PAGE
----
Yakima Valley vineyard’s 100-year history

It’s a funny little vineyard that would barely qualify as a footnote in Washington wine history.

But thanks to a friendly nudge from one of Washington’s true wine legends, Harrison Hill Vineyard near the Yakima Valley town of Sunnyside has received the recognition it deserves.

Harrison Hill is owned by the Newhouse family, whose history with these 5.5 acres of vines goes back to the early 1970s. But grapes have been grown here for much, much longer.

Back in 1914, William Bridgman planted wine grapes on Harrison Hill, which now is surrounded by homes and overlooks Interstate 82. Those grapes are now long gone, but in 1962, Bridgman sold the land to Associated Vintners, a group of University of Washington professors who decided to start a winery in Seattle. Associated Vintners planted a number of grapes there, including Cabernet Sauvignon.

A decade later, Al Newhouse began farming the vineyard for Associated Vintners, and later in the 1970s bought it from the company. For the next 15 years, he sold the grapes to Chateau Ste. Michelle, which included them with its large blends.

In 1992, DeLille Cellars began in the east King County community of Woodinville and focused on Bordeaux-style blends. By this time, Associated Vintners had changed its name to Columbia Winery, and David Lake was its winemaker. Lake, who died five years ago, is considered among the greatest winemakers in Washington history.

Around this time, Lake was helping DeLille get started, and on a trip to the Columbia Valley, he told DeLille winemaker Chris Upchurch that he wanted to swing by Harrison Hill, that old vineyard he’d used back in the 1970s.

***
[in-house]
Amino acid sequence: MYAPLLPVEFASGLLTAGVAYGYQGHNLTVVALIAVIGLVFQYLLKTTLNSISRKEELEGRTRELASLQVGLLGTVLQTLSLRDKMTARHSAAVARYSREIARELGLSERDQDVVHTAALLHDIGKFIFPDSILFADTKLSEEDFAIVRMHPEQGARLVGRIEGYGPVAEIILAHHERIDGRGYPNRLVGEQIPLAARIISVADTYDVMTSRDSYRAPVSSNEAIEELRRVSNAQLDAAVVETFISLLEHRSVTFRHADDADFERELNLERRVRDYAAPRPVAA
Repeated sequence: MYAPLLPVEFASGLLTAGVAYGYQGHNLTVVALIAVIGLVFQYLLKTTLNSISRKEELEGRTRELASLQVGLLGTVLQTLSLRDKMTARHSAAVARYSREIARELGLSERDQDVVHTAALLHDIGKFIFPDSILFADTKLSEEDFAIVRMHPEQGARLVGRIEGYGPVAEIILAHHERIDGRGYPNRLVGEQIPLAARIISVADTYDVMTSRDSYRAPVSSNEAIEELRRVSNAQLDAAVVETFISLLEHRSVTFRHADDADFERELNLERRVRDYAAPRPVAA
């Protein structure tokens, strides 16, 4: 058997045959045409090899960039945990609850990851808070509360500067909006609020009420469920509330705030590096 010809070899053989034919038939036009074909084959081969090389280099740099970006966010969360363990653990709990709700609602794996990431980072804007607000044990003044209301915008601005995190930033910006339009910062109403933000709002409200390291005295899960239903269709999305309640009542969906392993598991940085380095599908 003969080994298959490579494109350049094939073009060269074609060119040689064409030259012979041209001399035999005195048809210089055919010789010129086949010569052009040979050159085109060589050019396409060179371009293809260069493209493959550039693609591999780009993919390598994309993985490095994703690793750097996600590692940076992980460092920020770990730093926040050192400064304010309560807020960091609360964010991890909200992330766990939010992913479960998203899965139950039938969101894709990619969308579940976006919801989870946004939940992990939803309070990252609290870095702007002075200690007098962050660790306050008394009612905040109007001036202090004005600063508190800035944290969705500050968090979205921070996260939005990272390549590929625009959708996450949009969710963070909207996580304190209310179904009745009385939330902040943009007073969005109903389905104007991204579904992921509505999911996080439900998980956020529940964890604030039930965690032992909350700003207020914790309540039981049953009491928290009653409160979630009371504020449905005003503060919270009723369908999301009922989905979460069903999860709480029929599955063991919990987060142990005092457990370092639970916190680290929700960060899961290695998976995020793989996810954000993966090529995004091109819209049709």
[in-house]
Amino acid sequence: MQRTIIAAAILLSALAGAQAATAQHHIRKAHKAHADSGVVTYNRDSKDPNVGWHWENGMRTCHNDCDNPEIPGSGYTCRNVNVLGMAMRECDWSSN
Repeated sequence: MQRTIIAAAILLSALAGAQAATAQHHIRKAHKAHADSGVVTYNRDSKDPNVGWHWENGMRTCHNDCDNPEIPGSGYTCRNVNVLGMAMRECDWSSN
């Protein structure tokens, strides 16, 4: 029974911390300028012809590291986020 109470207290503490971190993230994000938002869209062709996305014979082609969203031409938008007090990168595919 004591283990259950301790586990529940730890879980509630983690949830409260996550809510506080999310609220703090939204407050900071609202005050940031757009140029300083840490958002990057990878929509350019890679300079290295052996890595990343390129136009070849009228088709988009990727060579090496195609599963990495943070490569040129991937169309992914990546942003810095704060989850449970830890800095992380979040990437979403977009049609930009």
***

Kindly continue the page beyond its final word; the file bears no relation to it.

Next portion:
By then, Al Newhouse’s son Steve was running the operation, and he was perfectly happy to continue selling the grapes to Ste. Michelle. But Upchurch was fascinated by these vines that were then 30 years old.

“One thing all good winemakers have in common is we all seek old vines,” Upchurch said. “They don’t produce much, and they don’t move too fast. The yields are lower, and they mature and ripen slower.”

So Upchurch approached Allen Shoup, then CEO of Ste. Michelle, and asked him if he would mind giving up the use of the vineyard to DeLille. Shoup was happy to let it go to someone who might do something special with it.

In 1994, Upchurch received his first grapes from the vineyard and made a blend simply called “Harrison Hill.” The next year during a tour of Europe, while that first wine was still in barrel, Upchurch was leading a woman through a cellar tasting. She astutely noted that the Harrison Hill was his best wine, and two weeks later, they began dating. Six years after that, they were married. All because of Harrison Hill.

Today, Harrison Hill is one of several wines Upchurch makes — and perhaps the most interesting wine produced at DeLille. Just 300 to 500 cases are made per year, and it’s highly decorated by critics and coveted by collectors.

A century after Bridgman planted vines on the south-facing hillside, his intuition about the potential of the Yakima Valley and the Washington wine industry lives on in each bottle of DeLille’s Harrison Hill.